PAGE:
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A wonderful meditation community in San Luis Obispo, White Heron Sangha. Reminds me a lot of Megan’s Rainbow Falls Sangha in Irvine.


True Love: A Practice for Awakening the Heart, another great little book by Tich Nhat Hanh. Highly recommended.

Albums and movies that have been in my play list the past month.

Albums: Blood on the Tracks by Bob Dylan, Layla and Other Assorted Love Songs by Derek and the Dominos, Rumors by Fleetwood Mac, Sea Change by Beck, Wildflowers by Tom Petty.

Movies: (500) Days of Summer, Annie Hall, Eternal Sunshine of the Spotless Mind, Forgetting Sarah Marshall.

He spoke last night at the the Cohen Center. Unfortunately, I wasn’t able to attend (math has been eating up my life recently).

Earlier this month I gave a lecture at the differential geometry seminar on the relation between minimal surfaces and the area functional. This is a summary of the lecture.

Definition. A regular parametrized surface is called minimal if its mean curvature is zero everywhere.

We shall try to understand why the word “minimal” is used for such surfaces. One of the original motivations for the development of the theory was the study of soap films formed when dipping closed wires into soapy water. These films tend to form surfaces of least area. In 1760 Joseph Lagrange recognized the connection between surfaces of least area and minimal surfaces and proposed the problem of showing the existence of minimal surfaces with a given boundary. This is now known as Plateau’s problem, named after the Belgian physicist Joseph Plateau for his experiments with soap films.

Formally, Plateau’s problem can be stated as follows. Given a curve C, find a minimal surface M having C as its boundary. As we shall see, least-area surfaces are minimal. Thus, another version of Plateau’s problem is to find a least-area surface having C as its boundary.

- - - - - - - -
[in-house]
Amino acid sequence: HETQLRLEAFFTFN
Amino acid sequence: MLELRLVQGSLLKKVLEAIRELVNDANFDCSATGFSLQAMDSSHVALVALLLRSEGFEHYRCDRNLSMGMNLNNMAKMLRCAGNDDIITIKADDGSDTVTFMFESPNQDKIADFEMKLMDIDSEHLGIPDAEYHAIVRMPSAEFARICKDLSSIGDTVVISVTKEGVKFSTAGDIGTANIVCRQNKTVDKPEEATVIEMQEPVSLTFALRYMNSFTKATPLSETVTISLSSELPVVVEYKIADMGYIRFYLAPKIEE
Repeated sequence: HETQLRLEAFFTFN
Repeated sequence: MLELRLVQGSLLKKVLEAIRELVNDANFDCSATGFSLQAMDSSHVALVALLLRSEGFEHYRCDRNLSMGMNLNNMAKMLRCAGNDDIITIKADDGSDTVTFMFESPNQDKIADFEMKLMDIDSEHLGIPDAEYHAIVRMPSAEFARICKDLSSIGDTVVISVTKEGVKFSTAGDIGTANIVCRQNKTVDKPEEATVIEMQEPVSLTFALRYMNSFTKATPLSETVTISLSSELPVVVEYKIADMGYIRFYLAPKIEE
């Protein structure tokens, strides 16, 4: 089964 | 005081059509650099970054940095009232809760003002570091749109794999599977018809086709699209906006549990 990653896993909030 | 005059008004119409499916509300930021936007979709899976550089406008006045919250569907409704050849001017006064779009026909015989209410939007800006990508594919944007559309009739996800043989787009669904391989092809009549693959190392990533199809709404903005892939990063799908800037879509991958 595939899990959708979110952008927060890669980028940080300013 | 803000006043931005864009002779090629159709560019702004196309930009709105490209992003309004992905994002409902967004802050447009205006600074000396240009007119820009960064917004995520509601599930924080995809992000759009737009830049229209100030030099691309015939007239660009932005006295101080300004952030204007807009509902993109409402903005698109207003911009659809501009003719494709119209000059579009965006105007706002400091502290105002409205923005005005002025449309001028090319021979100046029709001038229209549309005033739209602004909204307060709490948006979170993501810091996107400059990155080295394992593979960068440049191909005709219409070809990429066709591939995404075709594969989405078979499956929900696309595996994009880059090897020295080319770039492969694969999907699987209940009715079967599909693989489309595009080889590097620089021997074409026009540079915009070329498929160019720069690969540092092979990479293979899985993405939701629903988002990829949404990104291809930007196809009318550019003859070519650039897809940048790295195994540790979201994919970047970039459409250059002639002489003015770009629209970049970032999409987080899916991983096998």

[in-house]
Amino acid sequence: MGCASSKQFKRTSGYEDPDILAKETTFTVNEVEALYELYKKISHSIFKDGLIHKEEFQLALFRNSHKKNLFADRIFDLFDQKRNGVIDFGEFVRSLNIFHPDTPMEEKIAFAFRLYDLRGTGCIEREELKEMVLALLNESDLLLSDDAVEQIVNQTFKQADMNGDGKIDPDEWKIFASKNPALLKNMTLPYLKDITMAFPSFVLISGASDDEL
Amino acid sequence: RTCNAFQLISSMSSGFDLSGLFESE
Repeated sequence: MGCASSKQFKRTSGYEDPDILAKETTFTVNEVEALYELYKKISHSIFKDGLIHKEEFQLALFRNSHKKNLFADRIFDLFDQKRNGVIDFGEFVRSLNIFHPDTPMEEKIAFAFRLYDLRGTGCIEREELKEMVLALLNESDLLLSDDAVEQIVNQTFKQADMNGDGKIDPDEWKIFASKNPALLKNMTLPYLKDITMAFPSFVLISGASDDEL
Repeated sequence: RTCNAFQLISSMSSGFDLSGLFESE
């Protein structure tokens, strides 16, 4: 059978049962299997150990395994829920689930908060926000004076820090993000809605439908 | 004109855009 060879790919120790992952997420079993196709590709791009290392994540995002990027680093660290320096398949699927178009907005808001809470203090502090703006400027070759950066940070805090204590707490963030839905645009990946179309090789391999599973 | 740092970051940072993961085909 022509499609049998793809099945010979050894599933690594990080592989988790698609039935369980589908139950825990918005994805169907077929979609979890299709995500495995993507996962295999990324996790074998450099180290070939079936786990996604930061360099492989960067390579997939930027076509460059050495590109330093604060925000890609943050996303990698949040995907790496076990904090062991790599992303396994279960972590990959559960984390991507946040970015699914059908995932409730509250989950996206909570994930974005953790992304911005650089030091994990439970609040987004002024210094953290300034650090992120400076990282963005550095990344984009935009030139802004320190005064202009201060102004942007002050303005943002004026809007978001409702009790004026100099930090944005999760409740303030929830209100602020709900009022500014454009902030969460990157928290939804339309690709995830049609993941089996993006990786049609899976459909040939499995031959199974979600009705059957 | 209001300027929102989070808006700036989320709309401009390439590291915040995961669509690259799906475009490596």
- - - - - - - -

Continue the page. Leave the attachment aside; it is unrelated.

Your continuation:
What is a necessary condition that M have least-area among all surfaces with boundary C? The answer may be found in a simplified version of the calculus of variations as follows.

Suppose that M:z=f(x,y) is a surface of least-area with boundary C. Consider the nearby surfaces which look like slightly deformed versions of M, M^t:z^t(x,y)=f(x,y)+tg(x,y). Here, g is a function on the domain of f which has the effect, when multiplied by a small t and added to f, of moving points of M a small bit and leaving C fixed. That is, g on \partial C where \partial C is the boundary of the domain of f and f(\partial C)=C. Let us parametrize M^t by \textbf{x}^t(u,v)=(u,v,f(u,v)+tg(u,v)) where u=x, v=y. Recall that the surface area of z=f(u,v)+tg(u,v) is given by

\displaystyle A(t)=\int_v\int_u\sqrt{1+f_u^2+f_v^2+2t(f_ug_u+f_vg_v)+t^2(g_u^2+g_v^2)}\,dudv.

Now, taking the derivative with respect to t, which passes inside the integral, we obtain

\displaystyle A'(t) = \int_v\int_u\frac{f_ug_u+f_vg_v+t(g_u^2+g_v^2)}{\sqrt{1+f_u^2+f_v^2+2t(f_ug_u+f_vg_v)+t^2(g_u^2+g_v^2)}}\,dudv.

We assumed that z=z_0 was a minimum so A'(0)=0. Therefore, setting t=0 in the equation above, we get

\displaystyle 0 = \int_v\int_u\frac{f_ug_u+f_vg_v}{\sqrt{1+f_u^2+f_v^2}}\,dudv.

Now, let P=\frac{f_ug}{\sqrt{1+f_u^2+f_v^2}} and Q=\frac{f_vg}{\sqrt{1+f_u^2+f_v^2}}.

Computing \frac{\partial P}{\partial u}, \frac{\partial Q}{\partial v}, and applying Green’s theorem we then get

\displaystyle = \int_v\int_u \frac{f_ug_u+f_vg_v}{\sqrt{1+f_u^2+f_v^2}}\,dudv

\displaystyle + \int_v\int_u \frac{g[(1+f_u^2)f_{vv}-2f_uf_vf_{uv}+(1+f_v^2)f_{uu}]}{(1+f_u^2+f_v^2)^{\frac{3}{2}}}\,dudv

\displaystyle = \int_C\frac{f_ug}{\sqrt{1+f_u^2+f_v^2}}\,dv-\frac{f_vg}{\sqrt{1+f_u^2+f_v^2}}\,du

\displaystyle = 0